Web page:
For example, if Dividends Tax had been withheld in respect of the dividend paid to the trust and no exemption was claimed (because at the time the dividend was paid the resident company beneficiary was not entitled to the dividend), the trust could claim the exemption as soon as the entitlement to the dividend vests in the beneficiary by submitting the necessary documents to the company that paid the dividend.

However, it is doubtful whether this mechanism may be used to procure a refund as it was intended to provide relief for beneficial owners who do not claim their exemption in time and not for beneficiaries of discretionary trusts who only become beneficial owners later on once the trustee exercises a discretion to that effect.

In any event, if it is possible to make use of the refund procedure, the exemption will have to be claimed within three years after payment of the dividend.

Vesting trust

In the case of a vesting trust, the situation is much simpler.

Because the beneficiary of a vesting trust is entitled to the trust assets (income or capital) immediately as of the inception of the trust, it seems logical that where a dividend is paid to a vesting trust, the beneficiary will be seen as the beneficial owner of the dividend. This will be the case, not necessarily because of the application of the so-called “flow-through” principle, but because the beneficiary will be absolutely entitled to the benefit of the dividend and therefore meet the requirements of the definition of “beneficial owner” in s64D of the Act. It would be difficult to argue here that the trust and not the beneficiary is the beneficial owner. This is especially so in light of the fact that the very reason it is the beneficial owner, as opposed to the registered or legal owner, who is liable for Dividends Tax, is to avoid being diverted by the formal (and not substantive) approaches to ownership.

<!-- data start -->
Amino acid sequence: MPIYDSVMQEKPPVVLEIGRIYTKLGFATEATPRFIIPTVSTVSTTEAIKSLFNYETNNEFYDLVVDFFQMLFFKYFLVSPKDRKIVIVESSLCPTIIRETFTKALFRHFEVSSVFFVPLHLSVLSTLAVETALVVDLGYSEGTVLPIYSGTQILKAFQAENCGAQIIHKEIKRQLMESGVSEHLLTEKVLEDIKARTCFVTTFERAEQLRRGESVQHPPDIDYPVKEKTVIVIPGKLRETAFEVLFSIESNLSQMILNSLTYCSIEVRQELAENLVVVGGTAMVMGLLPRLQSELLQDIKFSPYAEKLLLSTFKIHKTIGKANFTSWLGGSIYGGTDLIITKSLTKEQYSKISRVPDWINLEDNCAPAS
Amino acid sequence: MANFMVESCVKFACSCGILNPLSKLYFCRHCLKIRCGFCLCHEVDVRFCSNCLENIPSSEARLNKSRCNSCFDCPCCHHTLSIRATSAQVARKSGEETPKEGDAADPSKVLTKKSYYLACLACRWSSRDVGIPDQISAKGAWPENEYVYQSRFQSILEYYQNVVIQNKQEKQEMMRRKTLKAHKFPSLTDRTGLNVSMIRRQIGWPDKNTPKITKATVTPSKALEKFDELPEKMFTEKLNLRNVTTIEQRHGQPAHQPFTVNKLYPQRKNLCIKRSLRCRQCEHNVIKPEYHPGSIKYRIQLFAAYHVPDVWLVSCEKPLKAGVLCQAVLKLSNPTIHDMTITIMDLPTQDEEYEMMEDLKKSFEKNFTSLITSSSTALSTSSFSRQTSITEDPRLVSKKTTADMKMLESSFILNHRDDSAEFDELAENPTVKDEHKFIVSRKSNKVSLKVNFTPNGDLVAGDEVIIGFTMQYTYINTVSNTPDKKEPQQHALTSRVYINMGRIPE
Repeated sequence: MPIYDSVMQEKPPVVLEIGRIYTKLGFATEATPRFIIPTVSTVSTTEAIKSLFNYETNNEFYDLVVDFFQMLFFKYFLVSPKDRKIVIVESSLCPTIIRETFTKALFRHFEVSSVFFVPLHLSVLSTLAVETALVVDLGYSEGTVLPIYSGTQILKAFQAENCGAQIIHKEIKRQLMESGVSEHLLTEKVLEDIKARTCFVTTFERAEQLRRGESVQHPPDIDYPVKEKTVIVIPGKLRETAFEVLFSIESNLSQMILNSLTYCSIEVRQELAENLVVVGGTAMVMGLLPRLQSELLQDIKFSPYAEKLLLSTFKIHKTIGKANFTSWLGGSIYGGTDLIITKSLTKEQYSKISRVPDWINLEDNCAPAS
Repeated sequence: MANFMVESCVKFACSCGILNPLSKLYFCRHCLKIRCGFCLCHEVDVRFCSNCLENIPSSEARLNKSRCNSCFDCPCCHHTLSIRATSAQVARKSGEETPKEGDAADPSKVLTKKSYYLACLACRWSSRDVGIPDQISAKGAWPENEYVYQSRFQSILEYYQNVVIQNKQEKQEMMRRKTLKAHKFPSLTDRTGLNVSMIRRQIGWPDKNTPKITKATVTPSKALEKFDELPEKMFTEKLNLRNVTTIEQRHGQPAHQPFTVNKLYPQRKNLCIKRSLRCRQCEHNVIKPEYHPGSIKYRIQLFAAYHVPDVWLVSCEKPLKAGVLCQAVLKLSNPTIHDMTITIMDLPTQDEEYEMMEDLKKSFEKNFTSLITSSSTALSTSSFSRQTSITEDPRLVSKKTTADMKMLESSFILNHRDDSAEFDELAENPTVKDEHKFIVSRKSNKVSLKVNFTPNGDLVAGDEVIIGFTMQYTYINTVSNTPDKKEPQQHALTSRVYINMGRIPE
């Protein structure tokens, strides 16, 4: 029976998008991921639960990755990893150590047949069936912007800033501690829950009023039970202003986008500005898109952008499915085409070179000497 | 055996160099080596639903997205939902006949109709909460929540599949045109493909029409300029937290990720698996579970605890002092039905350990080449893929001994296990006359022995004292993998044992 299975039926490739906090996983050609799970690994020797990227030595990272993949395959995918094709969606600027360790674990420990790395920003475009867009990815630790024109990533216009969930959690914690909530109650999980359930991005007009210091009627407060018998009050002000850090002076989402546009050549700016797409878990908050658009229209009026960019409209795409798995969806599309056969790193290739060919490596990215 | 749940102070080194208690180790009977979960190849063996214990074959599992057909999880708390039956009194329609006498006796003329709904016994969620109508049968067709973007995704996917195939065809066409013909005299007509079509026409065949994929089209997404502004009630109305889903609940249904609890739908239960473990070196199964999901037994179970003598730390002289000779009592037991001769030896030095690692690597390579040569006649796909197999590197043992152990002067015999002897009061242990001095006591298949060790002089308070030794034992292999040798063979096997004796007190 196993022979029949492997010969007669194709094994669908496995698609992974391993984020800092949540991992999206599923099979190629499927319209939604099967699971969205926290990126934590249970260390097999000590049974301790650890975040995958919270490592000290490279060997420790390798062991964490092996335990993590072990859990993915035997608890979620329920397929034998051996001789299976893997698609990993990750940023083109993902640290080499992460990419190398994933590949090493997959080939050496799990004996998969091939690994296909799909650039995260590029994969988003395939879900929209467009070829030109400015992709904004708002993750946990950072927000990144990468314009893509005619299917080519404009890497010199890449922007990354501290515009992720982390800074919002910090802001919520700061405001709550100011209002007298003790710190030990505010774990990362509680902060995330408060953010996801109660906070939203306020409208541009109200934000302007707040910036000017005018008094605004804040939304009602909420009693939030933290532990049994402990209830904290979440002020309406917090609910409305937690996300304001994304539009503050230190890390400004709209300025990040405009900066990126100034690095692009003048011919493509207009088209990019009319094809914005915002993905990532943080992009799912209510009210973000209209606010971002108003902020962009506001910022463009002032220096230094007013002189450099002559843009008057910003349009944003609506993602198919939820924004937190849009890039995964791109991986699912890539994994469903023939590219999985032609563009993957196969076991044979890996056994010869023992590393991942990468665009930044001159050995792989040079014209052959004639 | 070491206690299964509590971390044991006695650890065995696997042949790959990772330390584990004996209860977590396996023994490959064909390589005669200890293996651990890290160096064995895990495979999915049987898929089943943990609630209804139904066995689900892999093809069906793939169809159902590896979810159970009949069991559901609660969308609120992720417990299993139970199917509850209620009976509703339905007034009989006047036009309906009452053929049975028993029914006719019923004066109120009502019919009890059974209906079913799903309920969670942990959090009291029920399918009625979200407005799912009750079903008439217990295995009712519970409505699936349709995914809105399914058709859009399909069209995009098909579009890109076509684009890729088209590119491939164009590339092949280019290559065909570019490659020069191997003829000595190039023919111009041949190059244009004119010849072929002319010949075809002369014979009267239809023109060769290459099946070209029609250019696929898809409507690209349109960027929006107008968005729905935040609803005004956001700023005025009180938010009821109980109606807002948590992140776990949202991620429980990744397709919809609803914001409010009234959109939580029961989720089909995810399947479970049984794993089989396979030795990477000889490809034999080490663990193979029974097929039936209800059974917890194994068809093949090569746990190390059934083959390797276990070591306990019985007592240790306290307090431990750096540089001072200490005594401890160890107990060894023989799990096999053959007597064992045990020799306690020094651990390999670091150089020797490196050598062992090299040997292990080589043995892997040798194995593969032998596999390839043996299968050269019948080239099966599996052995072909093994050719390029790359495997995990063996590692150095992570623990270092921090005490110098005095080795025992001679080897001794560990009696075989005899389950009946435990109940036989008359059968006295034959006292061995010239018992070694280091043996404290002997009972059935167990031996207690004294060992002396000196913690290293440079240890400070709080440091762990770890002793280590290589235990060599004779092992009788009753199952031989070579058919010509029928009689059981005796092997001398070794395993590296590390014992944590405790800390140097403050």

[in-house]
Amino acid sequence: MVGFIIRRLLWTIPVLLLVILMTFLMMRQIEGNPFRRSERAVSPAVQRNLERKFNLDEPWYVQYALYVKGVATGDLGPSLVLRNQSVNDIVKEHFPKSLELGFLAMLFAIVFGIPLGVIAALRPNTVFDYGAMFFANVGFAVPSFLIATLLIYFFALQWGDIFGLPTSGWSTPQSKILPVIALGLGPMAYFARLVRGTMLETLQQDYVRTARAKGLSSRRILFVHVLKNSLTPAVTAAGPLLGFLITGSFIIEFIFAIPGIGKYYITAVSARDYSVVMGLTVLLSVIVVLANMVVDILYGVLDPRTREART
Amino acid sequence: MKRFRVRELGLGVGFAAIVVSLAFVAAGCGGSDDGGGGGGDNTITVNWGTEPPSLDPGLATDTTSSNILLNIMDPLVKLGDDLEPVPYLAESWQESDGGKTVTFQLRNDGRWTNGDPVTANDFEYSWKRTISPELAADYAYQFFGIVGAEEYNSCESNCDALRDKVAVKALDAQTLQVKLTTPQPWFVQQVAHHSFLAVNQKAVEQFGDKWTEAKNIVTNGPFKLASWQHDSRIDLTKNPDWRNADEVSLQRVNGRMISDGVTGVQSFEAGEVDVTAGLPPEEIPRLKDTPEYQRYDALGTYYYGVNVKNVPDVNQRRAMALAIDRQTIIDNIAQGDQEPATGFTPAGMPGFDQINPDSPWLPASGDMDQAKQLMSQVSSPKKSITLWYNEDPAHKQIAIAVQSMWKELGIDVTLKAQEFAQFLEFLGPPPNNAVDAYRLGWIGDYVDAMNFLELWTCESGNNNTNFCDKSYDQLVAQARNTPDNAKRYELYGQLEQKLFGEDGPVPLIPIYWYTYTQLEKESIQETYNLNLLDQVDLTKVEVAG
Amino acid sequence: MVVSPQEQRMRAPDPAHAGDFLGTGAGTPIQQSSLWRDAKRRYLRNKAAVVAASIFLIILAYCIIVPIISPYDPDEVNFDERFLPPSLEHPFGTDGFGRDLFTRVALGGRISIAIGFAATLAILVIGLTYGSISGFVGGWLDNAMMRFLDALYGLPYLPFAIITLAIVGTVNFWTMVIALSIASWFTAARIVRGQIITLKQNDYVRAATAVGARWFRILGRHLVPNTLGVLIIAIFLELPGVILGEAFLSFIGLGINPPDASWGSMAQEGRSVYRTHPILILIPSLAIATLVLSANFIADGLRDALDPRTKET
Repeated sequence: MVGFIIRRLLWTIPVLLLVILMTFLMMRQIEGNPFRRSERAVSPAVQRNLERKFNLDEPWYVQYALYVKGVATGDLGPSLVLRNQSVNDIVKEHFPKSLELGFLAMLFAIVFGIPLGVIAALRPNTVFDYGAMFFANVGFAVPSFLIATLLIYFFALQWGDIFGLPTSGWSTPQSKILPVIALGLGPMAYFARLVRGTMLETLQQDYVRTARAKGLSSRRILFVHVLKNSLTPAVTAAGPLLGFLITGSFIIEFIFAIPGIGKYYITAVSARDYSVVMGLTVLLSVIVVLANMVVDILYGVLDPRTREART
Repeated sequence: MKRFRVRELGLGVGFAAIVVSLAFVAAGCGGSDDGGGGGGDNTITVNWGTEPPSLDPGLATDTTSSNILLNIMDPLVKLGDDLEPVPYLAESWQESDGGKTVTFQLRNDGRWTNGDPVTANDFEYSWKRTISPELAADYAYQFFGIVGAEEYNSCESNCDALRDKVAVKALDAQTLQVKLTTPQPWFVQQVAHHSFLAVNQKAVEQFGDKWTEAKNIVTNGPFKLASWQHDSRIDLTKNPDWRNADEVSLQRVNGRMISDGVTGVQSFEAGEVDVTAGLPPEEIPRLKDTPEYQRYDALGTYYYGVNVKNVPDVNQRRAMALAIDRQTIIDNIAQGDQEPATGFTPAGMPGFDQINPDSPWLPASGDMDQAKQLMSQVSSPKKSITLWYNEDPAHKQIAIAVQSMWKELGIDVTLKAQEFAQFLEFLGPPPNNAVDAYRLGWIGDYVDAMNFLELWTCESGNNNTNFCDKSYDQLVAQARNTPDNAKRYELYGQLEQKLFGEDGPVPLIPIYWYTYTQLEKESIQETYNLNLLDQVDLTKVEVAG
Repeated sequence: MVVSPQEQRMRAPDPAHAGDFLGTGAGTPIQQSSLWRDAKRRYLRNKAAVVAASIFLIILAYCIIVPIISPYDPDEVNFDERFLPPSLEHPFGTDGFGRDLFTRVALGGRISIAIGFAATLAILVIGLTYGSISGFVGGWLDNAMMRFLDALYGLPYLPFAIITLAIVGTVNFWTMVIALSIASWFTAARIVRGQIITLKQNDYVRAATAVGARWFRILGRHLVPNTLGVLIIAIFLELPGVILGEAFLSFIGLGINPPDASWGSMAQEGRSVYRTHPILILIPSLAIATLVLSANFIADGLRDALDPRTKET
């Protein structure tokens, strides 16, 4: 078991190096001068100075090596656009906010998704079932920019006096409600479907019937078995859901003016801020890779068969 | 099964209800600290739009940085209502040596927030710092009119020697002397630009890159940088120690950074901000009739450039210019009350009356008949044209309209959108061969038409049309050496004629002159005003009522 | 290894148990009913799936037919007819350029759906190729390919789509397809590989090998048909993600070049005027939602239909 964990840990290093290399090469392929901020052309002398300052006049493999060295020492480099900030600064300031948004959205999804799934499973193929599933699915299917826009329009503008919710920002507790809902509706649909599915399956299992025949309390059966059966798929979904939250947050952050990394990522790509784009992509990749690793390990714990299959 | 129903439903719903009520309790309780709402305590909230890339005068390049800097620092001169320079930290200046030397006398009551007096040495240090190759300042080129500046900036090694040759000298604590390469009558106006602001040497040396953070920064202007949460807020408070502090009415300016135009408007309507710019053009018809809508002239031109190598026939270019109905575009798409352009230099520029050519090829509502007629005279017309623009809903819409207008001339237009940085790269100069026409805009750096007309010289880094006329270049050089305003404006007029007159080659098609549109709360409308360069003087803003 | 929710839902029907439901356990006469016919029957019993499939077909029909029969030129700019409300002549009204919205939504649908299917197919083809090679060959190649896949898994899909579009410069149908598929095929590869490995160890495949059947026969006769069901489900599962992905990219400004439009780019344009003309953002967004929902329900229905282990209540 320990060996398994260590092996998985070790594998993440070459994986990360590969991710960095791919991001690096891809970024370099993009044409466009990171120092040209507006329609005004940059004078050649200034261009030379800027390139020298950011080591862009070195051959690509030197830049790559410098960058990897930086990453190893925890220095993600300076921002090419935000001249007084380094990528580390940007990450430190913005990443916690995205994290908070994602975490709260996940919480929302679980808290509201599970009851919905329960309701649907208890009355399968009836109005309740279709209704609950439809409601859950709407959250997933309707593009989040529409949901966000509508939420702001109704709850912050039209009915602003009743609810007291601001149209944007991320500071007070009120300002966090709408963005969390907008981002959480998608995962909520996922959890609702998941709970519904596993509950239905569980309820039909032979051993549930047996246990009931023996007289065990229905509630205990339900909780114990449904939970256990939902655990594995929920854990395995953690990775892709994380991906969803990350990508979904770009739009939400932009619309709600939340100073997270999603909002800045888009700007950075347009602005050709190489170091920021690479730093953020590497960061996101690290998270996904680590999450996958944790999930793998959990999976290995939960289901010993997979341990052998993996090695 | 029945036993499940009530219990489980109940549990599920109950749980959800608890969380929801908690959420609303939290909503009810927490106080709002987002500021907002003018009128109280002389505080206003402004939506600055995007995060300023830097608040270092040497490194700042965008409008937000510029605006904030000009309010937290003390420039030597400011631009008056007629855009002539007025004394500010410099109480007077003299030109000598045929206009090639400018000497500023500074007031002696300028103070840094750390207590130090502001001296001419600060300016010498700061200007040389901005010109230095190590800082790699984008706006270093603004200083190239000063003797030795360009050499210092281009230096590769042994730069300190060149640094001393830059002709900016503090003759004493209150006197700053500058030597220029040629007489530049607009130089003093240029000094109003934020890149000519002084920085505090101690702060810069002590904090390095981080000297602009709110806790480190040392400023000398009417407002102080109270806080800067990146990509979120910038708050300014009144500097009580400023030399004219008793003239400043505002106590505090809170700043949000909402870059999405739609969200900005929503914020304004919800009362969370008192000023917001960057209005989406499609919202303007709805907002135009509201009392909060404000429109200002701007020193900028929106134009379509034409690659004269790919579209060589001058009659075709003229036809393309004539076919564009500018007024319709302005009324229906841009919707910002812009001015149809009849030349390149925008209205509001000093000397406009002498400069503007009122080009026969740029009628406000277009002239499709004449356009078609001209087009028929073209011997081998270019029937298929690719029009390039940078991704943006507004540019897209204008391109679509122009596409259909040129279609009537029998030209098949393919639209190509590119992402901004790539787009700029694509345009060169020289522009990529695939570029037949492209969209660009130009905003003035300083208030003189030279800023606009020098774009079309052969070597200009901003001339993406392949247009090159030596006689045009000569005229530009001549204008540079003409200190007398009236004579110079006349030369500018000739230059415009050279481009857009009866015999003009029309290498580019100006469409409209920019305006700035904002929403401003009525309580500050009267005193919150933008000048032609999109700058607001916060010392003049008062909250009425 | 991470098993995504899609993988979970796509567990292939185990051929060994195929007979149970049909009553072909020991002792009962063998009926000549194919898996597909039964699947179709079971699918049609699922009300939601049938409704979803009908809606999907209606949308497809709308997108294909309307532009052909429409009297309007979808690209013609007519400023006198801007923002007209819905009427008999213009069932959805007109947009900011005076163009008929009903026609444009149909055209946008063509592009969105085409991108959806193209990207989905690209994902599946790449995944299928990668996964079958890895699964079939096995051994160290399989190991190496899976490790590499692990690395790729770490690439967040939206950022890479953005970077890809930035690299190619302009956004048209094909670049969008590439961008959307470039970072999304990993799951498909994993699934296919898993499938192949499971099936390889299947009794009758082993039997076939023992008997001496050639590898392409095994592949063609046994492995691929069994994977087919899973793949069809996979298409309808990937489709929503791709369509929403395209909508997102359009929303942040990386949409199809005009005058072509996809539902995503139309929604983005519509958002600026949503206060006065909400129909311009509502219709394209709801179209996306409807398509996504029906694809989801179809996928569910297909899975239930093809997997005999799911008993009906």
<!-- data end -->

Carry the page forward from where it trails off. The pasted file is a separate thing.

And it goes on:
The same double taxation problem identified above in respect of a discretionary trust could arise where the trust deed provides that the trust assets will only vest in the beneficiary at a specified future date. Even though it is certain that vesting will take place (as opposed to where vesting depends on the exercise of a discretion), the beneficiary will not be unconditionally entitled to the benefit of the dividend at the time it is paid, but only at a future date. The beneficiary will therefore not be the beneficial owner of the dividend.

However, where the trust assets vest in the beneficiary immediately, but the beneficiary may only claim payment at a future date (ie enjoyment of the benefit of the dividend is postponed, but not the entitlement), then it could be said that the beneficiary is the beneficial owner.

Beneficial ownership

The concept of beneficial ownership has been dealt with by the Canadian courts in the context of international treaties. In the case of Prévost Car Inc v The Queen (2008 TCC 231 (TC)), the court said that the beneficial owner of a dividend “is the person who receives the dividends for his or her own use and enjoyment and assumes the risk and control of the dividend he or she received… In short the dividend is for the owner’s own benefit and this person is not accountable to anyone for how he or she deals with the dividend income.”

In the case of Velcro Canada Inc v The Queen (2012 TLC57(TC)), the court emphasised that one must look at who has possession, use, risk and control of the payment. If the recipient has sufficient discretion to deal with the amounts received then that recipient will be the beneficial owner.

When dealing with Dividends Tax, South African courts will not necessarily have regard to the Canadian courts’ interpretation of beneficial ownership. This is mainly because the term “beneficial owner” is specifically defined in s64D of the Act and South African courts will first have regard to the plain meaning of the words used in that definition. Nevertheless, the Canadian approach is rationally sound and a local court will probably adopt a similar view.

In the meantime, taxpayers are anxiously awaiting some guidance from SARS as to how the new Dividends Tax will be applied to trusts.

DLA Cliffe Dekker Hofmeyr
Heinrich Louw